General Liability is a form of insurance that is designed to protect business owners and operators from a wide variety of liability exposures. Some of these exposures may include liability arising out of accidents on the premises or the operations of an insured business; products sold by the insured business; operations completed by the insured business, and contractual liability.
This type of business insurance basically provides invaluable asset protection for businesses of all types against financial loss. For example, if a business is being sued by a claimant for property damage, completed operations or products liability, advertising injury, personal injury, or other reasons, general liability insurance will protect the business from financial ruin.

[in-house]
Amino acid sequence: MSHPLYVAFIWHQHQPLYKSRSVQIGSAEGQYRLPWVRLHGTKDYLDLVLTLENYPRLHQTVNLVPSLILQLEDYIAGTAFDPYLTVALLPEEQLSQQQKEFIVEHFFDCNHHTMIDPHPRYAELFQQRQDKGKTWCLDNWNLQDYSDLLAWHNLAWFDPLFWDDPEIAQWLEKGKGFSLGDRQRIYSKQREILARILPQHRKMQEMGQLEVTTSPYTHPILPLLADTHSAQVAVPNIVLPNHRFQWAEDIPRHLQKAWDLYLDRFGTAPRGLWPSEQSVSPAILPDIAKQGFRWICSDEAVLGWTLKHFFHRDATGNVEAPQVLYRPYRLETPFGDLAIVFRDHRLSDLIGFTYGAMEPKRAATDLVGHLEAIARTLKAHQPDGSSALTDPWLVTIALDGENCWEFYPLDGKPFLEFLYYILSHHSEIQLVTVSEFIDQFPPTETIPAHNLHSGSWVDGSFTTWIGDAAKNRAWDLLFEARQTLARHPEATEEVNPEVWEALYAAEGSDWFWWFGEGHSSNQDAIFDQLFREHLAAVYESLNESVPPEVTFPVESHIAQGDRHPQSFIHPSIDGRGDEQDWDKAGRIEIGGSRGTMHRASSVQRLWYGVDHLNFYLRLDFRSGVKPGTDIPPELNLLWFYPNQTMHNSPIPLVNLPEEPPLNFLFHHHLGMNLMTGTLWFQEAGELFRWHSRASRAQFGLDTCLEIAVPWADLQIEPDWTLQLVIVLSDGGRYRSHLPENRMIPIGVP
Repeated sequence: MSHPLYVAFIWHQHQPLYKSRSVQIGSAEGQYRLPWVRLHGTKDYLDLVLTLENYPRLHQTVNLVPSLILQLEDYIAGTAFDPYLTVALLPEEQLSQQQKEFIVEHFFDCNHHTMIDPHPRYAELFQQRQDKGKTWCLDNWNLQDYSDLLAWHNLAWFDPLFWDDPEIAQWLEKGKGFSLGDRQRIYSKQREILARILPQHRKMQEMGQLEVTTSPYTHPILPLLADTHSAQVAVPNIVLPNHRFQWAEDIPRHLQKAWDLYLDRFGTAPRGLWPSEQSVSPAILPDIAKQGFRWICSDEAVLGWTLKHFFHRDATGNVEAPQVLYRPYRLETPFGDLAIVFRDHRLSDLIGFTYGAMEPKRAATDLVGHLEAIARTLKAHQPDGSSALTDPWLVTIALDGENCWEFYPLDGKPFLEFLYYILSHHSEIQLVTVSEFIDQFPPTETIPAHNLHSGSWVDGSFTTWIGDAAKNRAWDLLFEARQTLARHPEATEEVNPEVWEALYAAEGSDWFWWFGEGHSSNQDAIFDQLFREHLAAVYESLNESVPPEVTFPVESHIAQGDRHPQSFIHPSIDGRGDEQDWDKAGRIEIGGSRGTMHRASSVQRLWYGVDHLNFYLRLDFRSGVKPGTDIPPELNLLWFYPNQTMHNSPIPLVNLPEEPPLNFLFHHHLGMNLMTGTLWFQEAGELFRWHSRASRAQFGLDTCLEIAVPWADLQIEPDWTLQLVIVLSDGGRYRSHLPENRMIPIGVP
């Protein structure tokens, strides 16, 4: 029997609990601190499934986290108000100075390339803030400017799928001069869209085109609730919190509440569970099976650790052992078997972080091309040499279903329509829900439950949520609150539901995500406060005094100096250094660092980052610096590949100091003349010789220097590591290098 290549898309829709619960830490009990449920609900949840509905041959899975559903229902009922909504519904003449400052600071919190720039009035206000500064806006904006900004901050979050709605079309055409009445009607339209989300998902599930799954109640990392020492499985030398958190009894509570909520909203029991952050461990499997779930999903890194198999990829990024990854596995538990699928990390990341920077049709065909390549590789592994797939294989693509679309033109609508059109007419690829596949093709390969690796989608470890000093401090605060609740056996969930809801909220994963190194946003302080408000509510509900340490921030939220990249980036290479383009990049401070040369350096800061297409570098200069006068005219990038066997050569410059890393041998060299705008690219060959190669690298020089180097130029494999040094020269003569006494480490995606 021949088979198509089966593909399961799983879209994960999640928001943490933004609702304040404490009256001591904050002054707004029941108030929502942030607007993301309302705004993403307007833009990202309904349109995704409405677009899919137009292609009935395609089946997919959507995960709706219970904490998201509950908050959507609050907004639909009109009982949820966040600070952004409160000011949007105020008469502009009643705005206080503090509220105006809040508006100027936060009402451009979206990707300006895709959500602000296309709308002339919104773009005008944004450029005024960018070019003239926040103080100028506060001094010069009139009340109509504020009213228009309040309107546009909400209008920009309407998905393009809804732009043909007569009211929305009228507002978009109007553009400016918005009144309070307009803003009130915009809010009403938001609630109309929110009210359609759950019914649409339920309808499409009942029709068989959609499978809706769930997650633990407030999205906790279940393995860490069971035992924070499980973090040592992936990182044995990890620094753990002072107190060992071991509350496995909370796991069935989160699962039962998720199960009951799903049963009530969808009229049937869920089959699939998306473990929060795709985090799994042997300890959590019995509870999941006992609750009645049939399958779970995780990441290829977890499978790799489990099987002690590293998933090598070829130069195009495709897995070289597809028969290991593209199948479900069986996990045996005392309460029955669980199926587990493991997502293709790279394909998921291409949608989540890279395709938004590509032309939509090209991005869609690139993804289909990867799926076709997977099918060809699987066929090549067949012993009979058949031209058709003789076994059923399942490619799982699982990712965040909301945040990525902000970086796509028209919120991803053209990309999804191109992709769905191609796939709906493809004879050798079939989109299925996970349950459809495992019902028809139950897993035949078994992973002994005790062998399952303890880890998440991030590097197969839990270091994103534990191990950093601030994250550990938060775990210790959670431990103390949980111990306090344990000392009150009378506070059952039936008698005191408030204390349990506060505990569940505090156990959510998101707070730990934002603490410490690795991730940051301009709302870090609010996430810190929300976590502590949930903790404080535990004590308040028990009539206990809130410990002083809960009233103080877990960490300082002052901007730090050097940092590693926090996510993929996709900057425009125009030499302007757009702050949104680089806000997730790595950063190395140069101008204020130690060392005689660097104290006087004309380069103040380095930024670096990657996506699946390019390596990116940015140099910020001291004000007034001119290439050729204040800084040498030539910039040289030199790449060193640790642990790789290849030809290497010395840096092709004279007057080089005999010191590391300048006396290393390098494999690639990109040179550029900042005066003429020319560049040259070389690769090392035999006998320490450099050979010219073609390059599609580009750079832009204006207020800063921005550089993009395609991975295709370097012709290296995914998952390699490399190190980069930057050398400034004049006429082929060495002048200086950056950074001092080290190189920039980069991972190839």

General liability insurance can be combined with a package policy that typically includes two or more other types of coverage. Average business insurance package policies include commercial general liability insurance, commercial property insurance, commercial auto insurance, inland marine, crime insurance, and more. General liability insurance can also be purchased by itself. It usually has maximum limits that the insurer will pay per claim. Common limits of this type of business insurance are $1 million each occurrence, $2 million for general aggregate, $2 million for products liability and completed operations, and $1 million for personal and advertising injury. While these limits will generally suffice for a small business, larger businesses should seek the option of purchasing additional coverage limits, known as excess insurance. In many cases, businesses will choose to purchase at least $1 million worth of excess liability insurance.